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BP oil slick poisons fish as black tide nears Louisiana

<p>The United States suspended fishing across a wide swath of its Gulf of Mexico waters yesterday as a spreading oil slick gushing from a ruptured undersea well threatened an environmental catastrophe.</p>

The United States suspended fishing across a wide swath of its Gulf of Mexico waters yesterday as a spreading oil slick gushing from a ruptured undersea well threatened an environmental catastrophe.


President Barack Obama visited Louisiana for a first-hand look at what is fast turning into the biggest oil spill in U.S. history. His administration heaped pressure on London-based BP, the well owner, to halt the out-of-control flow.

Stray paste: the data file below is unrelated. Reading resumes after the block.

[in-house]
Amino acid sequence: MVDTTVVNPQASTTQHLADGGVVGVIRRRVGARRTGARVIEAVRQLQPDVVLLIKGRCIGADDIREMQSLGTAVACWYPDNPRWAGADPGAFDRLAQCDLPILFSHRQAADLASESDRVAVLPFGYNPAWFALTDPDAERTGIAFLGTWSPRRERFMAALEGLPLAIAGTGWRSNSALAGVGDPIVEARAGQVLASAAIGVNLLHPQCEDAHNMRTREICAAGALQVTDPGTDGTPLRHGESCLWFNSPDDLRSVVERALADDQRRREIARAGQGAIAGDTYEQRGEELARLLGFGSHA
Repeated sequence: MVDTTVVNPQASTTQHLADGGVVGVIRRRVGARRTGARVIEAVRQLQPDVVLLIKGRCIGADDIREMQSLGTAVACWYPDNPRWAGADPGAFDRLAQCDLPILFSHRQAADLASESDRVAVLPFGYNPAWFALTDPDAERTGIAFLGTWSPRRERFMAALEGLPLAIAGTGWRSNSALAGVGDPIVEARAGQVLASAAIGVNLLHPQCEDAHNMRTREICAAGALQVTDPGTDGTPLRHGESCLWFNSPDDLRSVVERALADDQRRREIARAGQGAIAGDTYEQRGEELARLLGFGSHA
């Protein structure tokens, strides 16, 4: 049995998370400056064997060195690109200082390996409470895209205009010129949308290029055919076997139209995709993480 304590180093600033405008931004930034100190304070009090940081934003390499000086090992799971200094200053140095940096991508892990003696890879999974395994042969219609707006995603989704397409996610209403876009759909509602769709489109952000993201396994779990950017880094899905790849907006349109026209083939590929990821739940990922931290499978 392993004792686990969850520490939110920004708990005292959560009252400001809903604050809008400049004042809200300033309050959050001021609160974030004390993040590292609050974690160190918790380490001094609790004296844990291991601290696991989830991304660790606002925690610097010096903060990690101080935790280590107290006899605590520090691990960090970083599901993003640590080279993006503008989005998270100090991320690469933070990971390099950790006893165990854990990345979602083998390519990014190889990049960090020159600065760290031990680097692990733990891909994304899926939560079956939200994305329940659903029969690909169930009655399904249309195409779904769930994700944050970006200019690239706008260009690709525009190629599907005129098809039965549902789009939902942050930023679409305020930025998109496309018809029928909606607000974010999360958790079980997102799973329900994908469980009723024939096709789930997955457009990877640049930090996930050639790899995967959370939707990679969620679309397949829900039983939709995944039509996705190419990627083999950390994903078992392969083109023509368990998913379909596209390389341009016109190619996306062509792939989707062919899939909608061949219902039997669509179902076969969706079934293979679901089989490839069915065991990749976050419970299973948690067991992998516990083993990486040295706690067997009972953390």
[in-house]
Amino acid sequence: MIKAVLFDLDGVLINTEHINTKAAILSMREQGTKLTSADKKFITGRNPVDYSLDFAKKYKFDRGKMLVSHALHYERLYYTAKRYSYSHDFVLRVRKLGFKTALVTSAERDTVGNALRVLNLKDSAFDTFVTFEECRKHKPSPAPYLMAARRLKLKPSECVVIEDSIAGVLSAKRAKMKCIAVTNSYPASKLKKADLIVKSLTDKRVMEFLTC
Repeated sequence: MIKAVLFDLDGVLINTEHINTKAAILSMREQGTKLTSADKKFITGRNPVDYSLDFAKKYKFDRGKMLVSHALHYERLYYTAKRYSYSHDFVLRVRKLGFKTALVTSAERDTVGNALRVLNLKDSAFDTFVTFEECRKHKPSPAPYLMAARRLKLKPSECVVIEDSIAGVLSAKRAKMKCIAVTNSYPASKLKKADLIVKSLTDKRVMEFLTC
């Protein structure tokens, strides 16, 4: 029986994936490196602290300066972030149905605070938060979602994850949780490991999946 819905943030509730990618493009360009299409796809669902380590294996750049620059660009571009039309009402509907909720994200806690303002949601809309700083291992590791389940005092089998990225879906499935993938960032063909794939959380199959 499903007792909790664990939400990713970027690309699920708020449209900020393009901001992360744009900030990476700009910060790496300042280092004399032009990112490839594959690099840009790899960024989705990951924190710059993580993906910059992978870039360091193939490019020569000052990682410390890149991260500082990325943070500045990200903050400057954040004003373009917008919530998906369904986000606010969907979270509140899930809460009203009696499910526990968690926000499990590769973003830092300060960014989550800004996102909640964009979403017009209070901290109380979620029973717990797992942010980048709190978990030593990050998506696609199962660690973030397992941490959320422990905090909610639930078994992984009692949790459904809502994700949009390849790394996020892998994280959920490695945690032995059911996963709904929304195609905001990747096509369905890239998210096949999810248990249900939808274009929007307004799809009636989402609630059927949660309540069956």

Since the explosion and sinking last month of the Deepwater Horizon rig, a disaster scenario has emerged with hundreds of thousands of gallons of crude oil gushing into the Gulf and moving inexorably north to the coast, driven by winds.


The swelling black tide threatens wildlife, beaches and one of the world’s most fertile fishing grounds in an area stretching across four states, from Louisiana to Florida.


Desperate efforts above and below the ocean surface to check the oil flow and disperse and contain the spreading slick were being hampered by high winds and rough seas.

 
 
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